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Uncle Bill
11-26-2009, 01:21 PM
...and will return to hunting shortly, Hugh.

But I must share a column concerning one of Hugh's favs, (not Bill Bonner,.... Tom Friedman) just to bring us various contrarians up to date. Enjoy, UB

Tuesday, November 24, 2009

Claptrap! Nonsense! Balderdash!

Everywhere we look, someone is saying something ridiculous.

Which is good news to us. This Daily Reckoning was getting to be serious work...what with the world facing a total financial meltdown and all.

So, we're pleased to be able to lighten up by, once again, telling you what an idiot Tom Friedman is. You already knew that? Well, it doesn't hurt to repeat it...

We hadn't seen much of the old Tom recently. His recent editorials in The New York Times were no smarter than before, but a bit subdued...as if some chemical trace of good sense had slipped into his system, perhaps from a paper cut. But now, he's back, big as life and twice as stupid.

We'll come back to Tom in a moment, but since this is a financial service, we should probably begin with the financial news.

The Financial Times is looking over its shoulder. The recession is over, it says; time to take stock of the damage.

"Beyond the Crisis... With most of the world's economies officially out of recession, the FT launches a series examining the legacy of worst global economic crisis since the 1930s," says the FT. But according to the figures below the headline, the crisis wasn't so bad. The US economy walked backward only 3.5%. Now, it's making progress again.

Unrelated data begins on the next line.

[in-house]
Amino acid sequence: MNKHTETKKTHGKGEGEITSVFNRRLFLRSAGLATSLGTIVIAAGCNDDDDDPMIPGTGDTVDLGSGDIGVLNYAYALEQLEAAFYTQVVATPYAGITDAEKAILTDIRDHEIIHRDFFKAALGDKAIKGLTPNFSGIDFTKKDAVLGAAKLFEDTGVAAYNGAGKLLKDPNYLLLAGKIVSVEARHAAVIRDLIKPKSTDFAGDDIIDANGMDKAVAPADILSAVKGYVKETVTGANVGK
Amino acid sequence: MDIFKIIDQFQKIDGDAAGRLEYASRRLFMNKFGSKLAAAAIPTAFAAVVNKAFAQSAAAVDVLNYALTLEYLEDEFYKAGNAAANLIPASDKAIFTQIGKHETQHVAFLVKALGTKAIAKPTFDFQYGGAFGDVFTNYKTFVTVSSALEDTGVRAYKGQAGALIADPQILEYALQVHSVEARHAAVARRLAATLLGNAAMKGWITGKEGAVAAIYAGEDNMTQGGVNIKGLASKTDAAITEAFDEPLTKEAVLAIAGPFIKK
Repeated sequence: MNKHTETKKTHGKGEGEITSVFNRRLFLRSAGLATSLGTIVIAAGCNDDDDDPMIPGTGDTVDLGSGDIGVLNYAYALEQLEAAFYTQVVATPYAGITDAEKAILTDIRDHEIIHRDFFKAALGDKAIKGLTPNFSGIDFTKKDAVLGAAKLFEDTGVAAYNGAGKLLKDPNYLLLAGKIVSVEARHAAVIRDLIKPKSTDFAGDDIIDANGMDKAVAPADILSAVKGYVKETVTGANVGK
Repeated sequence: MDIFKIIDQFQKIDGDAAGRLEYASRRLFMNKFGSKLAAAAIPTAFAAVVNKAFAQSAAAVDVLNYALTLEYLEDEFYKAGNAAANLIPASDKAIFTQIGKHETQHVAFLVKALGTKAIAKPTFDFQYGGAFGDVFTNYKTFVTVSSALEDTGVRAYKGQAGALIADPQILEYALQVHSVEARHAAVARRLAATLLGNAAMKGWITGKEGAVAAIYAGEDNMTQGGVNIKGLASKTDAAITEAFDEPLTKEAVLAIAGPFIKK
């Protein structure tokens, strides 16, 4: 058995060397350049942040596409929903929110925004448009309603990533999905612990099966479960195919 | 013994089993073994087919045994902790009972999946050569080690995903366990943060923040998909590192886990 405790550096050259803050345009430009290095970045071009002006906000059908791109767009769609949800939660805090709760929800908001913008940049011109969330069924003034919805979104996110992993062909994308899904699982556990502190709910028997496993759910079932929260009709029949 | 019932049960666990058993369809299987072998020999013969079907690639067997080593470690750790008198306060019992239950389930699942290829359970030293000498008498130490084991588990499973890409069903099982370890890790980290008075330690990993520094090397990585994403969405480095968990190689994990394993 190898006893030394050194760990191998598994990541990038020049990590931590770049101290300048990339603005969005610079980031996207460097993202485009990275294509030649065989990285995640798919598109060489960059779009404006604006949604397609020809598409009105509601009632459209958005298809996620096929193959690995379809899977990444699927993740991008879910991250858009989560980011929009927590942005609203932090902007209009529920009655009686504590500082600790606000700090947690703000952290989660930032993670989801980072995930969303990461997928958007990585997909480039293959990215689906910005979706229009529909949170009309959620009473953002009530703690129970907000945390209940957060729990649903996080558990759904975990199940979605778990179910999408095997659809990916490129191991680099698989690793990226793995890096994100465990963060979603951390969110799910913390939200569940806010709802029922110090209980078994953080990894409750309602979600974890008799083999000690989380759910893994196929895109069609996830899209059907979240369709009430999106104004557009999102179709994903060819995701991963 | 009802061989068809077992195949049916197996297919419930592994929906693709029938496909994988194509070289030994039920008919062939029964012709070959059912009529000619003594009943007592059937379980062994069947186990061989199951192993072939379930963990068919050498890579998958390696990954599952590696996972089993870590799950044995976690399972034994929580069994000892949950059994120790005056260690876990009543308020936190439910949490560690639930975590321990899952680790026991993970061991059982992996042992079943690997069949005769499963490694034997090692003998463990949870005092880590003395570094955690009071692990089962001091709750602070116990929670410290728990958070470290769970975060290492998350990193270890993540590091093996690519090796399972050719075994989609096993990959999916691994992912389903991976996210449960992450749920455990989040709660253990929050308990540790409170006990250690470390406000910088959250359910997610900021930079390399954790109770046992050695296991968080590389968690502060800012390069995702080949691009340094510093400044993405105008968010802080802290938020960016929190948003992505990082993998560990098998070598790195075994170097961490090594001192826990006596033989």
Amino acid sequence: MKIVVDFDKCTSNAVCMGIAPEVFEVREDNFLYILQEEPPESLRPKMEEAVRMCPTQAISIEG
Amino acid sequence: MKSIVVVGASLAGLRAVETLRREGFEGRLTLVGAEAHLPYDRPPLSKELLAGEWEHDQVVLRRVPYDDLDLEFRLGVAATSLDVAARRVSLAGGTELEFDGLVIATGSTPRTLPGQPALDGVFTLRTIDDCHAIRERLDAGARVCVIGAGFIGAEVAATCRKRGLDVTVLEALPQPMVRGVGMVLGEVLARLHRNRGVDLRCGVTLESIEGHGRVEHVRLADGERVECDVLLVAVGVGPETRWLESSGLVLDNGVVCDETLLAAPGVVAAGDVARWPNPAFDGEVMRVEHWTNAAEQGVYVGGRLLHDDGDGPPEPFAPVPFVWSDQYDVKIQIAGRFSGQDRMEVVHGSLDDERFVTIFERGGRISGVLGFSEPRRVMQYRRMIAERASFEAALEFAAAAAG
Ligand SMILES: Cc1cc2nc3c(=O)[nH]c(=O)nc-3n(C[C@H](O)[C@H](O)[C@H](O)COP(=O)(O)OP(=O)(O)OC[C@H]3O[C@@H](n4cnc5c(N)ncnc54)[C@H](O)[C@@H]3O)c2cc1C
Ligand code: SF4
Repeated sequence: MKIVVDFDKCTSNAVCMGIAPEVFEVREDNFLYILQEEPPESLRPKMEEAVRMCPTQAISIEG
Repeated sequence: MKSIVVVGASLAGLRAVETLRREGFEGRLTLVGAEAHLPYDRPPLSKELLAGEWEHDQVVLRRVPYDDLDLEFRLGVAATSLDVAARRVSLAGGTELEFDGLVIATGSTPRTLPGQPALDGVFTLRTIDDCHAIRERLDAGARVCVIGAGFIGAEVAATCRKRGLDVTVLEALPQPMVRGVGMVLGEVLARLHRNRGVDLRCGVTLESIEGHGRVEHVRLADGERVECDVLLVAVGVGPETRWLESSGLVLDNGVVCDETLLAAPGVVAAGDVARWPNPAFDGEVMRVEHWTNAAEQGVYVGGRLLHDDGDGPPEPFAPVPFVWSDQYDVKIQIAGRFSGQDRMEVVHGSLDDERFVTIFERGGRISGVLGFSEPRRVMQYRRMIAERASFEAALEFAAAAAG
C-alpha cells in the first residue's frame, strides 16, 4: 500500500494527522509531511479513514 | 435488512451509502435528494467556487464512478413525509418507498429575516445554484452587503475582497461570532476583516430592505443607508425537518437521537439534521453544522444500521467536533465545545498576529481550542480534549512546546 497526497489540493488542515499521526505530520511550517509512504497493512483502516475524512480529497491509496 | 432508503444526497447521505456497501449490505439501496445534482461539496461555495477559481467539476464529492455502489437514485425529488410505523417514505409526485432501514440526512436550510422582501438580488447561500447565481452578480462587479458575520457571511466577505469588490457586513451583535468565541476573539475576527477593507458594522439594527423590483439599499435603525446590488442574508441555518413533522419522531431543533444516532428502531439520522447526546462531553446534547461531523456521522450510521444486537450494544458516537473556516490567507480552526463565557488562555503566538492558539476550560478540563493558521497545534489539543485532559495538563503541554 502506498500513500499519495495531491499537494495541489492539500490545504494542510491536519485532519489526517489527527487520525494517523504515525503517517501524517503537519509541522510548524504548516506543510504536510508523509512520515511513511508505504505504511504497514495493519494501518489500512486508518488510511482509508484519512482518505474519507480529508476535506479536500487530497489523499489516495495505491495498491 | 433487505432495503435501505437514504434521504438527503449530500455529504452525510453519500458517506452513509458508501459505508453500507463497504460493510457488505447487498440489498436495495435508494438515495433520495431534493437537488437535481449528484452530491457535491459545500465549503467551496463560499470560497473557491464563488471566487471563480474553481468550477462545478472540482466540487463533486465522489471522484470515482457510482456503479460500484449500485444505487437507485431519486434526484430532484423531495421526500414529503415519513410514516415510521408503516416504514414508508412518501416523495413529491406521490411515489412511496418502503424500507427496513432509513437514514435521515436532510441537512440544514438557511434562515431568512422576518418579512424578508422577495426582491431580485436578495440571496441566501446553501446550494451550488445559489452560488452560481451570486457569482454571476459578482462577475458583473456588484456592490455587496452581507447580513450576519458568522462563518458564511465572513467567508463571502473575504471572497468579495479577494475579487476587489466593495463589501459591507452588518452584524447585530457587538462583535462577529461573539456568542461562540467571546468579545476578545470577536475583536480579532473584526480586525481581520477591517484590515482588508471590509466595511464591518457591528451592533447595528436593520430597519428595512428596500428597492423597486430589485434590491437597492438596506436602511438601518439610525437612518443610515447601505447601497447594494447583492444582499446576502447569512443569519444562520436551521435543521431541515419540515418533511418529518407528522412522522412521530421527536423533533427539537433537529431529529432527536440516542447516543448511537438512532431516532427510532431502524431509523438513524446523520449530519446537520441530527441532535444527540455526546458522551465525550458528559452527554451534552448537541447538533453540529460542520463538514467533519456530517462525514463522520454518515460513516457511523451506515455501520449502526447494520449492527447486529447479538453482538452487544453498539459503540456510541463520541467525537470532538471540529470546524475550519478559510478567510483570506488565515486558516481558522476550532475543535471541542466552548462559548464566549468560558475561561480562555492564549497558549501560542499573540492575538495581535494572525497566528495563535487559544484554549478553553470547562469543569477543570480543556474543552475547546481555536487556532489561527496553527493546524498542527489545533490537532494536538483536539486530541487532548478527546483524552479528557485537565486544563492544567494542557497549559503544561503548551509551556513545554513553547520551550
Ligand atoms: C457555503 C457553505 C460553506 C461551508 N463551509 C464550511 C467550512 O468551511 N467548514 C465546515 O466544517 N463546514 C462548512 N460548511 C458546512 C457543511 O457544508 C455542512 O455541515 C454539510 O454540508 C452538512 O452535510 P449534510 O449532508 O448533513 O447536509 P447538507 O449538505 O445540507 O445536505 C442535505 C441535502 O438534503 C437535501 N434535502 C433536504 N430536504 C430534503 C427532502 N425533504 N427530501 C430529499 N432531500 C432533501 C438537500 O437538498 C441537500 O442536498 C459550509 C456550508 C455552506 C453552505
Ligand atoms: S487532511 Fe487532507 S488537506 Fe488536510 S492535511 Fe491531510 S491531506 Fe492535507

The FT editors should keep their eyes on the road. The 'recession' did more damage than they think. And it isn't over... There's more trouble ahead.

The 'recession' in the US has wiped out...

..ten years of stock market progress. Actually, stock prices are no higher than they were in 1998...

..ten years of employment progress. You have to go back to the '90s to find a time when so few people were working in America...

..ten years of income gains. The typical household had less real, disposable income than it had 10 years ago.

In other words, a whole decade has been lost. Baby boomers are now ten years older, and less prepared for retirement than any previous generation in US history.

In Florida, joblessness has reached 11.2% - officially. Unofficially, nearly one out of 10 people is either unemployed, or underemployed. The jobless picture gets even grimmer when you consider the effect of long- term unemployment on the unemployed.

"It's a killer disease," says Thomas Cottle of Boston University. "People are going to be damaged and may not recover in their lifetimes."

The FT elaborates: "The longer people are out of work the more their skills decline and the less appealing they become to employers."

That puts the boomers in a bad spot. If they lose their jobs now they may never work again. Which means, they will face retirement with very little money...and a keen interest in making sure the feds keep the money flowing their way. They may not recover in their lifetimes...